Thank you, I'll be reading in a while. Actually, I did some testings on my Color Checker Passport, and have some questions to post in a while ( will create a new thread for that, want to do some proper lighting and further testing before I do so ).
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JessicaLuchesi
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« Reply #5 on: January 13, 2010, 04:13:37 PM »
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From what I take, the basic differences between Spyder 3 Pro and Elite, is within the software package, not really regarding the sensor itself. And, the software can be upgraded ( or I can buy a third party solution that works with the Spyder hardware ).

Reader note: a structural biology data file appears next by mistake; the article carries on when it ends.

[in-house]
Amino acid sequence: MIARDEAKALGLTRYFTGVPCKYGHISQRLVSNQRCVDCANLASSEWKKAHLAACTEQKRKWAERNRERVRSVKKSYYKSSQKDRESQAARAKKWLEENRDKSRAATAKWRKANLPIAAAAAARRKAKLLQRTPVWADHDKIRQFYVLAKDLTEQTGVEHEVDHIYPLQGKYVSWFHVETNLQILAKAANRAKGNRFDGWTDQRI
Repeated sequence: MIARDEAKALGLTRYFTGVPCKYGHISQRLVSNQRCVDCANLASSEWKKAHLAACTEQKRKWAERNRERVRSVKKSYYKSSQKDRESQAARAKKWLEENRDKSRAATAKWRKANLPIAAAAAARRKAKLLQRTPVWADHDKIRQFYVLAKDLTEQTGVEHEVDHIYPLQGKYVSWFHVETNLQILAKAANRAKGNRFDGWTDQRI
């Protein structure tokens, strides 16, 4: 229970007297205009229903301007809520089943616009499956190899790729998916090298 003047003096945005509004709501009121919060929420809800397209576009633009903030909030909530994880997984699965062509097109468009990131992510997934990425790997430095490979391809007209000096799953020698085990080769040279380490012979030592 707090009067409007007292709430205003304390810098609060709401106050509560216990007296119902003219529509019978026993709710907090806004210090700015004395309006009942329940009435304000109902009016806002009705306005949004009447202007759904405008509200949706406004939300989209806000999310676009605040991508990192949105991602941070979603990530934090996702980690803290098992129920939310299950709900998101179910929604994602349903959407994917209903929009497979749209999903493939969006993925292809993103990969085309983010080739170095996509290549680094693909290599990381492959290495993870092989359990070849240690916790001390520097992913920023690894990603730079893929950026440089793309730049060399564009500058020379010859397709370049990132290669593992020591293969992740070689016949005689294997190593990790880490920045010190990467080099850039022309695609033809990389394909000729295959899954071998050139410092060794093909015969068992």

So, how could I evaluate if I have a trustworthy sensor in my hands?
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ErikKaffehr
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« Reply #6 on: January 13, 2010, 04:37:43 PM »
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Hi,

The problem with colorimeters is that they don't measure spectrum but just three colors. So they measure Red, Green and Blue. Problem is that they don't know which what Red, Green and Blue they measure. With cathodic ray tubes it was easy, because they used to have well defined "phosphors" emitting well know wavelengths. With LCDs the situation is a bit different. They have an electroluminescent background light which has some spectral characteristics and than a set of filters (for red, green and blue pixels) that also have spectral properties. A spectrometer measures a spectrum so it can take all those variations into account.